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Review of the Libronix Edition of Concordia: The Lutheran Confessions

April 23rd, 2008
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Concordiacdrom
Pastor Jermiah Gumm
posted this review of the Libronix edition of Concordia: The Lutheran Confessions on his blog site, and I’m passing it along here. I asked him to consider posting the precise "how to" on linking the Concordia edition to the Triglotta edition, so you can have the original languages up at the same time for comparison and study. Here are Pastor Gumm’s comments:

It finally arrived!

After weeks of waiting and then dealing with a shipping snag, this
afternoon a new Lutheran addition to my Libronix Digital Library System
arrived at my doorstep. I finally got my copy of Concordia: The Lutheran Confessions on CD-ROM (The 2nd Edition)!

Earlier this month, Concordia Publishing House (CPH) released the
Libronix version of their new Reader’s Edition of the Book of Concord.
Since I just got it today, I’ve only been able to check out a few of
its amazing tools, but personally, I’m blown away by what you’re
capable of doing. Some highlights I’ve discovered already:

  • A Book of Concord Reading Guide: The daily reading
    guide from the print edition can also be found in the digital edition
    AND can be easily used on your computer for your own daily confessional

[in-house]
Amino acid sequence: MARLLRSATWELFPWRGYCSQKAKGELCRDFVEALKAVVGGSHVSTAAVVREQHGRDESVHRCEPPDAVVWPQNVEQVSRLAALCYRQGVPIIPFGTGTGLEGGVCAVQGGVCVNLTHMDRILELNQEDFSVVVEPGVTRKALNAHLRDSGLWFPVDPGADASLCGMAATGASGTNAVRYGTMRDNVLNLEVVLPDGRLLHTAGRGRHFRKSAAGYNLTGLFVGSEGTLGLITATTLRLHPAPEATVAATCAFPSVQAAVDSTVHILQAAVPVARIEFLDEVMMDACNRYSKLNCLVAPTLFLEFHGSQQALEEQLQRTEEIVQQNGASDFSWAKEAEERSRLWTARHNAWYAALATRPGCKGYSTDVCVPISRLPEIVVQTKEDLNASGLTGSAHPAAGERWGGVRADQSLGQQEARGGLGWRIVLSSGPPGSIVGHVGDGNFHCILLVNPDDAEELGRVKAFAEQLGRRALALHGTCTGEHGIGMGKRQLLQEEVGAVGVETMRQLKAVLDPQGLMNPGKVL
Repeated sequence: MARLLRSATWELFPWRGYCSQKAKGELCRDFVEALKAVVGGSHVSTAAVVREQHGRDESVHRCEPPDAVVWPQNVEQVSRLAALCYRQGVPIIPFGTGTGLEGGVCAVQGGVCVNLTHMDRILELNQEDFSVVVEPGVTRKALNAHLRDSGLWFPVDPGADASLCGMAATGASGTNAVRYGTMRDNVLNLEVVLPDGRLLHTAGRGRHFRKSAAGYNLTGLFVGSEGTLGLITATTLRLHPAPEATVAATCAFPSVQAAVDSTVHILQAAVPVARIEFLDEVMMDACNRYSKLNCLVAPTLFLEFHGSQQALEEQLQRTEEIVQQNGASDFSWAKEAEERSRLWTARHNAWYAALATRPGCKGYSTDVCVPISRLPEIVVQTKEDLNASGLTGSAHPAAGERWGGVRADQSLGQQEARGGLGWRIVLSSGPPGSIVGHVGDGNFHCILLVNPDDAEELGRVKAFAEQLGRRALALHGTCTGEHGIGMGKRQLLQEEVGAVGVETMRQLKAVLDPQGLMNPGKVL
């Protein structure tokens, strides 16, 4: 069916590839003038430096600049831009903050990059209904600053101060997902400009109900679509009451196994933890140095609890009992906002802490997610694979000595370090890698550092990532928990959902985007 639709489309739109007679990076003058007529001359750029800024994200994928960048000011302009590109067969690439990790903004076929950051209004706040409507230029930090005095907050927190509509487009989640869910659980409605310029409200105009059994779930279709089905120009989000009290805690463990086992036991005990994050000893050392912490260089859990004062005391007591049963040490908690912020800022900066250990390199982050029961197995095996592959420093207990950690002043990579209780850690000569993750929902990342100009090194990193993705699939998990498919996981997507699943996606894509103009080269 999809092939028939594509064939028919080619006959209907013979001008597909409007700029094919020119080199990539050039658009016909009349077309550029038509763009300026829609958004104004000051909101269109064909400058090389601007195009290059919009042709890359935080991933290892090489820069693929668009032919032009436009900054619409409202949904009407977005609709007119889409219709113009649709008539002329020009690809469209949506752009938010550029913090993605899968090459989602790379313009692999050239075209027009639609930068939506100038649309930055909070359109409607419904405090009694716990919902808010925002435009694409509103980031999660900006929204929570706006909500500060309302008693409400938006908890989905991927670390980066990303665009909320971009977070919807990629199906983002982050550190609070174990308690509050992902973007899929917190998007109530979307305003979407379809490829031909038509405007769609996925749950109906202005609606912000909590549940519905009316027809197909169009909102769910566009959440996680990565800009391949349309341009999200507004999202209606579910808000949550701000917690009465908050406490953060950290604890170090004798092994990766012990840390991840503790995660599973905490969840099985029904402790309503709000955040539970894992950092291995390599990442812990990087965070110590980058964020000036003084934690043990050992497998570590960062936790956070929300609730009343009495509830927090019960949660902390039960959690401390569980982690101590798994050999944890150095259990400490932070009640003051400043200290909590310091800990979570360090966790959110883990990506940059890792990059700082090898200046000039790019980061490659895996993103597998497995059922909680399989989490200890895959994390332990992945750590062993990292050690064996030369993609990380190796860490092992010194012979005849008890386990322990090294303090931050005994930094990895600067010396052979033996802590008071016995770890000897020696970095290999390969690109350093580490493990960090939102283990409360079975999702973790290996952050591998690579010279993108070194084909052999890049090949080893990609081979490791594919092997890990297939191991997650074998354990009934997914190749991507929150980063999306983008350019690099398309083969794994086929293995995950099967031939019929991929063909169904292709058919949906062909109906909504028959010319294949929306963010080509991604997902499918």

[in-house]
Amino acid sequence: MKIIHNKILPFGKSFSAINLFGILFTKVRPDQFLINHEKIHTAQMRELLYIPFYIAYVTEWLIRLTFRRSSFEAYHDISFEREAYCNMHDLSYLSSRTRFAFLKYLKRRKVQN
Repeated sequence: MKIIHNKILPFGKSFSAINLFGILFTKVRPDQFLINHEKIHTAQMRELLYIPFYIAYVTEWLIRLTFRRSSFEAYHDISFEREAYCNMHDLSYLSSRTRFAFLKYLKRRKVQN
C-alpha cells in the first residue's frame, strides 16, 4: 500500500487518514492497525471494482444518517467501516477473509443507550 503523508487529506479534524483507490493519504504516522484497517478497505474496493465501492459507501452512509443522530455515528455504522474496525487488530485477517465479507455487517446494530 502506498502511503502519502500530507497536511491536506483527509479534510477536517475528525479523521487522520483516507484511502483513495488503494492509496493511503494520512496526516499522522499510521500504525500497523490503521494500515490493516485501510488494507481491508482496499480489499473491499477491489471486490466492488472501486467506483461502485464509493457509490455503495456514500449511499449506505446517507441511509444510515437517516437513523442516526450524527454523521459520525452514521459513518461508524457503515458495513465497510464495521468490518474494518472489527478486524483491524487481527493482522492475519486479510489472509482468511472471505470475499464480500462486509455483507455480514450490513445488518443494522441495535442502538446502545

readings! The easy readability of this edition of the Book of Concord
    will, God-willing, make the Lutheran Confessions more accessible to
    called workers and laymen alike!
  • Links to Luther’s Works: Back in late 2001, I was able to purchase Luther’s Works on CD-ROM,
    which tied right into Libronix. Besides saving me a ton of bookshelf
    space, it has proven time and again to be a fantastic resource to
    search the works of Luther in a quick fashion. In CPH’s Concordia
    Digital Edition you can find easy links between the Book of Concord AND
    Luther’s Works! Very cool!
  • Woodcuts: One of the neatest aspects of the print
    edition of Concordia was the variety of appropriate woodcuts and
    artwork from the era of the Lutheran Reformation up through the 1580
    publication of the Book of Concord. In the digital edition, CPH did
    include all the woodcuts that were in the text of the print edition, a
    fact I appreciate as these woodcuts were often included in printings of
    the Book of Concord centuries ago.
  • Triglotta and Concordia Together: One of the desires expressed in our circles, including in the Wisconsin Lutheran Quarterly and even in comments
    on this blog, was that the new Reader’s Edition might eventually
    replace the old, wooden English translation of Bente & Dau
    alongside the Latin and German in an updated Concordia Triglotta. Though such an update does not exist in print, if you own the Concordia Reader’s Edition and the Logos edition of the Concordia Triglotta from Northwestern Publishing House (now being updated and upgraded to mesh better with Libronix and soon to be part of The Northwestern Publishing House Electronic Library),
    you can actually link up the new English translation with the Latin and
    German editions from the Triglotta (as well as the more literal English
    translation of Bente & Dau, if one so desires!). It makes for a
    very cool setup for the study of the Lutheran Confessions.

As I said, these are just a few of the amazing tools I’ve discovered
for myself. There’s plenty more I’m sure I’ll uncover in the future. If
you use Libronix or even if you don’t have it (you can install the
Reader’s Edition independently onto your computer), I would definitely